The politics 

Boris Johnson won by seizing, often from decades of Labour rule, a swathe of seats stretching from North Wales through the Midlands and across North West and North East England. Those former industrial areas will expect to see results and for their lives to consciously improve– whether that’s in jobs or public services.  As the clutch of new Conservative MPs settle into representing their constituents it will be interesting to see how they respond to the queues of people in their surgeries struggling with Universal Credit or Work Capability Assessments and poverty pay – and whether that will affect government policy.

They will see for themselves quite how much the local services in these deprived towns and areas have been cut back over recent years and the full impacts of a decade of austerity in ways that their counterparts in leafier southern constituencies have not been so exposed to. Even if only to seek re-election these MPs will not be able to be passive bystanders. It is therefore vital all charities, but particularly local ones, get to know these MPs and build relationships.

Parliament itself as an institution will probably be less important to charities going forward. Through the Coalition and the May years we have become expert at using parliamentary debates, questions and committees to raise issues of concern, to put pressure on the government and even to pass legislation. Many of the key MPs charities have worked with over the last decade have now left parliament but the nature and size of the prime minister’s majority means the main action in shaping policy will in any case move elsewhere.

To influence effectively we will need to focus more on engaging directly with ministers, special advisers and civil servants and work through sympathetic think tanks and media outlets. We need to forge new alliances and to work with unusual suspects. Perhaps above all we will need to get better at framing our analysis and arguments in ways that appeal to the centre-right politically and to the public more simply if we are to make progress, particularly around contentious issues such as social security, asylum and criminal justice.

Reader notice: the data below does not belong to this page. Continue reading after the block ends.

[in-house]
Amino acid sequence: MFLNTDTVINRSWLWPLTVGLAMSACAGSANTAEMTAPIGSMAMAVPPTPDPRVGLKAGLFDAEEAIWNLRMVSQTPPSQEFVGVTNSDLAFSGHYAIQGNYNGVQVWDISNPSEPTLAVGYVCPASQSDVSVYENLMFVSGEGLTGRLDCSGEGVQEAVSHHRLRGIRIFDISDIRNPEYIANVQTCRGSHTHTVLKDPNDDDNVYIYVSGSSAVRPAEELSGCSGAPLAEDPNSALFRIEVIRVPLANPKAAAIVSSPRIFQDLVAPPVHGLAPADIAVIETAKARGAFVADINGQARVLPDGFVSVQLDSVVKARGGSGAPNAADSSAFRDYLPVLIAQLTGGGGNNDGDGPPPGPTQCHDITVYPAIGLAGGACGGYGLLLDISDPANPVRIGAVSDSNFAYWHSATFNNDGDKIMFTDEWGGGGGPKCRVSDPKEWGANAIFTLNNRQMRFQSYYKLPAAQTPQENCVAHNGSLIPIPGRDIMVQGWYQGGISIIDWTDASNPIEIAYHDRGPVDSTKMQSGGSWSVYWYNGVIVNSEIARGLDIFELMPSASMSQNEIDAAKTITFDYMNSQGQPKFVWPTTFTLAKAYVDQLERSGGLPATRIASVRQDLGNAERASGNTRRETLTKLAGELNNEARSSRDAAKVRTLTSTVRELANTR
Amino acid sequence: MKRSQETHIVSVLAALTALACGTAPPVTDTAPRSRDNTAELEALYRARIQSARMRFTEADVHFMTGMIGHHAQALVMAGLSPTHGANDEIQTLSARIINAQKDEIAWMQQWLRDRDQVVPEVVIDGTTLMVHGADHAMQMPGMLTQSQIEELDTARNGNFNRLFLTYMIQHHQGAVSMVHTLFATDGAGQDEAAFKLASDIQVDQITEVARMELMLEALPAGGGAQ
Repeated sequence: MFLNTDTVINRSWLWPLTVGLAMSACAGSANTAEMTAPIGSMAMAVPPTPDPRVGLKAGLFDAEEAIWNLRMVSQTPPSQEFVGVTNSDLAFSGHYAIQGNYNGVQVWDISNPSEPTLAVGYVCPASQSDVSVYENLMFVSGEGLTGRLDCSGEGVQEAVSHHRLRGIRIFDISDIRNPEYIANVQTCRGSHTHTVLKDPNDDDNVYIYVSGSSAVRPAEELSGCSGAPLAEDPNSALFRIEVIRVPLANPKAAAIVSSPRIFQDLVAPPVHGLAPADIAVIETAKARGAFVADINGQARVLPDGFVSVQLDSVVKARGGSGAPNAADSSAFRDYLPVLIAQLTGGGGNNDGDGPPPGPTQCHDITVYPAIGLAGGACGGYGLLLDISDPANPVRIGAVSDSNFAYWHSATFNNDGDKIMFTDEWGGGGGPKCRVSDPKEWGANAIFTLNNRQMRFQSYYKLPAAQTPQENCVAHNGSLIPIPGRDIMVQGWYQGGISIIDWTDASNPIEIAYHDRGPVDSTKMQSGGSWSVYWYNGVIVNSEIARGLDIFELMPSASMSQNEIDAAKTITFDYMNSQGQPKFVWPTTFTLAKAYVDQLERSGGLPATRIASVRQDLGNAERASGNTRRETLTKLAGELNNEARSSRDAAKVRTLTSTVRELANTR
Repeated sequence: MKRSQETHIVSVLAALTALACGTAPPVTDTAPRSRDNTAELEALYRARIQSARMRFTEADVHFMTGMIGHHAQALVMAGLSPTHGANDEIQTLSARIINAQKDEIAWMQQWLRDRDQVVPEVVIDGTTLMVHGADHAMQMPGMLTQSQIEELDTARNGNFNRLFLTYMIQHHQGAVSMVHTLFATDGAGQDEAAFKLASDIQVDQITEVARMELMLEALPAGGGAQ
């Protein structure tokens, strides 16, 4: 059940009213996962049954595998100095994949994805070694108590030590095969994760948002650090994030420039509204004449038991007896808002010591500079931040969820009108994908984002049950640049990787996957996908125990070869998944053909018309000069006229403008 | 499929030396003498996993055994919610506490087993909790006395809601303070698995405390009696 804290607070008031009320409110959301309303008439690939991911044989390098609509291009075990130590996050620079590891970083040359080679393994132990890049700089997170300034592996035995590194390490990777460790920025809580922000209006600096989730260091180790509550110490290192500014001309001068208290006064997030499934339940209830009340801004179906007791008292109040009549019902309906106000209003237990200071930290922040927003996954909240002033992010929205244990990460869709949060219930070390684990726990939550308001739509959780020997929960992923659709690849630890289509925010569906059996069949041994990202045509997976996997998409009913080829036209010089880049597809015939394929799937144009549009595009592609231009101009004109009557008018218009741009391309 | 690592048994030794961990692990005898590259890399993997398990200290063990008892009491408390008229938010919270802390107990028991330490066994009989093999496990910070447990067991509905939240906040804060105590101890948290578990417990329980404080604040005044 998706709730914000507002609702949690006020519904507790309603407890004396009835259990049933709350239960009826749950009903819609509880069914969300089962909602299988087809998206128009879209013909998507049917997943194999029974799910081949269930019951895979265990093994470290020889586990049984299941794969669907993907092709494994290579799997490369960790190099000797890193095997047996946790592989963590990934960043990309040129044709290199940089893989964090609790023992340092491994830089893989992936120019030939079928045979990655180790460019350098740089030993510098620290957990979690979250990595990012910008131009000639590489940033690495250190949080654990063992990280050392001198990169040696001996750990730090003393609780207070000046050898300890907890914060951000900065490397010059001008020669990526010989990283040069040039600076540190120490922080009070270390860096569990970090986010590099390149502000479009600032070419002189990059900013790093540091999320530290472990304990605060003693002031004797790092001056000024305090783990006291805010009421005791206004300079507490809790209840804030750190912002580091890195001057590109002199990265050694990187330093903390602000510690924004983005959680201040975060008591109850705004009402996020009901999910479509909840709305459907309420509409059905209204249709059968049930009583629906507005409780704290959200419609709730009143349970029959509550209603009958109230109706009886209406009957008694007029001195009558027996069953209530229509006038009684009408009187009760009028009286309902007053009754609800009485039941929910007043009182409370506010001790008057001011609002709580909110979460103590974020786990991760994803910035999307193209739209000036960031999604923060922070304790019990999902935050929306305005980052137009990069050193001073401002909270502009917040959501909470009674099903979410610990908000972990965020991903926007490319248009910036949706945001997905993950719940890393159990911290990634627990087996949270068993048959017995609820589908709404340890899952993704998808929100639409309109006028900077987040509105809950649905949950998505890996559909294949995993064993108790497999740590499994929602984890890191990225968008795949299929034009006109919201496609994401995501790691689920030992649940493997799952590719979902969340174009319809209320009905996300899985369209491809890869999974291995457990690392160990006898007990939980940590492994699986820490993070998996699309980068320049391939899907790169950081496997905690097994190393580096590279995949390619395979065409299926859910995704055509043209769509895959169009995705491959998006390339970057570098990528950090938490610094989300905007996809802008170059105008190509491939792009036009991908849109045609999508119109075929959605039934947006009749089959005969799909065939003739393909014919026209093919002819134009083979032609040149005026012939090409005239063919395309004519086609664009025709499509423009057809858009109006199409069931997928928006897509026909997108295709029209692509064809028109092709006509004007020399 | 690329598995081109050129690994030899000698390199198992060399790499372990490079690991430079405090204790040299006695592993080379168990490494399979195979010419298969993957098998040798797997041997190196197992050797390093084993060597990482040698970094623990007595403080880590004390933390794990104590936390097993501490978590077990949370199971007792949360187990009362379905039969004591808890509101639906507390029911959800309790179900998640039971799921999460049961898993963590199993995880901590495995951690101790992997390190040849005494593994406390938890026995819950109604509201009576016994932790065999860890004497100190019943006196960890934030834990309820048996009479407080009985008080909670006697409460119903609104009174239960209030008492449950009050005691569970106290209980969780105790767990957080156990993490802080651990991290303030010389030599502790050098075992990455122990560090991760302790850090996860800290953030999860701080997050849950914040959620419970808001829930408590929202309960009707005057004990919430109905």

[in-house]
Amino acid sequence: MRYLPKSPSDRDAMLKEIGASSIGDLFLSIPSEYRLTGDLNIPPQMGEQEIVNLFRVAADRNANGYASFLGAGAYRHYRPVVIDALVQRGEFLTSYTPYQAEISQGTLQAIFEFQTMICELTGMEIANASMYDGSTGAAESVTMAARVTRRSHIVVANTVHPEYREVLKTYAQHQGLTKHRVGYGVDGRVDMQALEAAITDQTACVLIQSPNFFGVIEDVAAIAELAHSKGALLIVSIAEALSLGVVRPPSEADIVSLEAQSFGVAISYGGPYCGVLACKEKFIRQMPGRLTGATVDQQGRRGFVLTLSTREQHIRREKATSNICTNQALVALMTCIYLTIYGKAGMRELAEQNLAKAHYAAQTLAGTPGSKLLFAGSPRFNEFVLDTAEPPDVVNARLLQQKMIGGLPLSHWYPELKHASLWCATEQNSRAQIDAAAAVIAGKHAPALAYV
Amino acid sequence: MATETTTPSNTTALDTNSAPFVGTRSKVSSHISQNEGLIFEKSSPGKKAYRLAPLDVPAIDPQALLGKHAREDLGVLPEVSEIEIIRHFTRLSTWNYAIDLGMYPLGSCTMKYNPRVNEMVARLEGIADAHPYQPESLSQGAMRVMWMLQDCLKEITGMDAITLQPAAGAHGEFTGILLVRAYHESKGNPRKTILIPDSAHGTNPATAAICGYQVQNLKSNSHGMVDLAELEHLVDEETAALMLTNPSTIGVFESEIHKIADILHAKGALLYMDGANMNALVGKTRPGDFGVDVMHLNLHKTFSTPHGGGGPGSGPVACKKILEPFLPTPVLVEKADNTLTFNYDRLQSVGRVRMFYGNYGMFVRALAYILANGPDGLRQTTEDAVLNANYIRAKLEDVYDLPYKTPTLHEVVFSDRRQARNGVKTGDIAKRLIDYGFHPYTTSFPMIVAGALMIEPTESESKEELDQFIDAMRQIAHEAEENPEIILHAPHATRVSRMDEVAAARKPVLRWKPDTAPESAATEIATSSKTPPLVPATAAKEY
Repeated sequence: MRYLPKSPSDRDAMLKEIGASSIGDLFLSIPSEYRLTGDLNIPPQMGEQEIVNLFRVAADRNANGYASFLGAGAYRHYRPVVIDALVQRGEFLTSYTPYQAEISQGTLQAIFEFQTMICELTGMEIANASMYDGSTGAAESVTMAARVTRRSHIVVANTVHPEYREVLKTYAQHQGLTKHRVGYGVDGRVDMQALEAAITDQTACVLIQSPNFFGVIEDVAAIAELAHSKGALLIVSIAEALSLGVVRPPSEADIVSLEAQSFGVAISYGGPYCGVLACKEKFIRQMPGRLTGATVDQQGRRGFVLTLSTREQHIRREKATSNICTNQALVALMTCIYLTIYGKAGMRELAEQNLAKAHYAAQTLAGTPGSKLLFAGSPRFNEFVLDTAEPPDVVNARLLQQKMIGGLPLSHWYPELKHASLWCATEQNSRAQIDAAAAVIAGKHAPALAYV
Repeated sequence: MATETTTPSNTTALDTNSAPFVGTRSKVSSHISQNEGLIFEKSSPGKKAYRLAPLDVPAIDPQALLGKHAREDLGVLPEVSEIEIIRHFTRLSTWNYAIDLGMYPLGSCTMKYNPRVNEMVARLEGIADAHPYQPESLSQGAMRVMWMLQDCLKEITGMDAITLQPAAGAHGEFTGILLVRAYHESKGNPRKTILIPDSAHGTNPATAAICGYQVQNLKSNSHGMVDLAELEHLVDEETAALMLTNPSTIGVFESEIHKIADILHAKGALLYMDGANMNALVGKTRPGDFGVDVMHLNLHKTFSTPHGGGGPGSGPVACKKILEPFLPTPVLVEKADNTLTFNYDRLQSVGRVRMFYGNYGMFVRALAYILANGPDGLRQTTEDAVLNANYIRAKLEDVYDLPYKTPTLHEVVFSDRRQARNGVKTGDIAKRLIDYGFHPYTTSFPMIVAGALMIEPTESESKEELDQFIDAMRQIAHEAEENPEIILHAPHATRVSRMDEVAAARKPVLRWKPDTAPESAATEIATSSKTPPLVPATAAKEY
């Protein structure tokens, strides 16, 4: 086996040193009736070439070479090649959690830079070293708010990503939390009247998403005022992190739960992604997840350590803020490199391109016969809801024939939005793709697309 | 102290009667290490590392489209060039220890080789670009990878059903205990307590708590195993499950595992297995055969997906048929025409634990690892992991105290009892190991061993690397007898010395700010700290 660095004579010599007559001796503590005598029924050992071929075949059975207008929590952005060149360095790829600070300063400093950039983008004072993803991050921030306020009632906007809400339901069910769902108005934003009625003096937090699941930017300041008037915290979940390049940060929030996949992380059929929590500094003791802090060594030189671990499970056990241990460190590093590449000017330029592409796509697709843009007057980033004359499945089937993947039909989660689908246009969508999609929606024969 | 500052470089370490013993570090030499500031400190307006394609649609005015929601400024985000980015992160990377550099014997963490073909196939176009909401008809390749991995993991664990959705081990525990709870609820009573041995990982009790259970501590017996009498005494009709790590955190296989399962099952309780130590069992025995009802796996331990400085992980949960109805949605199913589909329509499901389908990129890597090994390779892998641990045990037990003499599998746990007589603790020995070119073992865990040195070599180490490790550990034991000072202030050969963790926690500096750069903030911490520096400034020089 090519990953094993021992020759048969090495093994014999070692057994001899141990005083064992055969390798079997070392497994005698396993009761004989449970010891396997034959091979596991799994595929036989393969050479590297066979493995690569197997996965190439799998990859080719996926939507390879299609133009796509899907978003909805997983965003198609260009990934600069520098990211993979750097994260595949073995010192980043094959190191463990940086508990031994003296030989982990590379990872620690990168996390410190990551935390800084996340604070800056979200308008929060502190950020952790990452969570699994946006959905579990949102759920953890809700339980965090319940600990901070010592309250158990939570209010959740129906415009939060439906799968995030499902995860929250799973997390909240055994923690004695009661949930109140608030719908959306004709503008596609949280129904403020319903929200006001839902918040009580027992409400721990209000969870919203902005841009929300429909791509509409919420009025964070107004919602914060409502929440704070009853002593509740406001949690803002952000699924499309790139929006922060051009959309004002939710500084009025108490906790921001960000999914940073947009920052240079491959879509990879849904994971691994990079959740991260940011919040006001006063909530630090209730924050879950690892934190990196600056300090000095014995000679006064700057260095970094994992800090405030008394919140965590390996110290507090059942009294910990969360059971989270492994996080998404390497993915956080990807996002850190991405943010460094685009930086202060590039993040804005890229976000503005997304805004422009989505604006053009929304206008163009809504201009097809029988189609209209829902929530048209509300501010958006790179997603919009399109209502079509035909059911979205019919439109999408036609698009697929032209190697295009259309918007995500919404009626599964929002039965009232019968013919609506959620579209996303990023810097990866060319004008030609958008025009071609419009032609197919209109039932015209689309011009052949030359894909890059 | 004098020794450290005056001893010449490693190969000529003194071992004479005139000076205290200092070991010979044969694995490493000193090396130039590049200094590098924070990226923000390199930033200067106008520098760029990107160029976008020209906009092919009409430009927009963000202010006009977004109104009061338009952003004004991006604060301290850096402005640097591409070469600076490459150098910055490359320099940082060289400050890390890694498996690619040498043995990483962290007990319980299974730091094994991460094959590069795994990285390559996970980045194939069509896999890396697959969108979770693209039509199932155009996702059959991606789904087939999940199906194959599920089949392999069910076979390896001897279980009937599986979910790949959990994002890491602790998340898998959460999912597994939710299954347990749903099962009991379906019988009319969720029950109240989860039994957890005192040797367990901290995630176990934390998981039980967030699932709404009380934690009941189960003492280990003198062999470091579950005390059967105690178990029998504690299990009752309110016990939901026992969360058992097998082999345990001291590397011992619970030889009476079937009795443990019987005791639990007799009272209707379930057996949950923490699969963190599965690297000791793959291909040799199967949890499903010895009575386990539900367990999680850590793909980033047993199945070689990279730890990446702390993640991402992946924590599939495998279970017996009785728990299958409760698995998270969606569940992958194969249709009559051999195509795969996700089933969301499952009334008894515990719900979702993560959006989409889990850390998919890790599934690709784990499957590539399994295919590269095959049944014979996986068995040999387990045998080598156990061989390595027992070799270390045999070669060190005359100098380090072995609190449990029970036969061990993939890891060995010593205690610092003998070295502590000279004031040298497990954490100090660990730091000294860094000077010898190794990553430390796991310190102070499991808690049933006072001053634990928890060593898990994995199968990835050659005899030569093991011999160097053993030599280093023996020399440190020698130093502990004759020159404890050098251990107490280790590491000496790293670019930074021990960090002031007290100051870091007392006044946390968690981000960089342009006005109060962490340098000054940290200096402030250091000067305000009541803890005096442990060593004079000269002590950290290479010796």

Speaking Up

Whilst we should always seek to engage and build common cause where we can, where we cannot we will of course need to speak up or campaign more strongly than ever.

Charities have played a vital role in bridging the divides in our country nationally and locally, but sometimes we have to take sides – the side of people facing disadvantage and the excluded. It is our duty to call out hate crimes, to speak up for human rights and challenge those who hold power. Indeed our mission - please note Charity Commission - is not to be popular or to reflect public opinion. If our causes require it we must be prepared to speak up without fear or favour for those we exist to serve.

The general election gives Boris Johnson his mandate to govern. Our task is to ensure his “People’s Government” genuinely supports those who need it most. Let’s get on with it.

Duncan Shrubsole is director of policy, comms and research at Lloyds Bank Foundation for England and Wales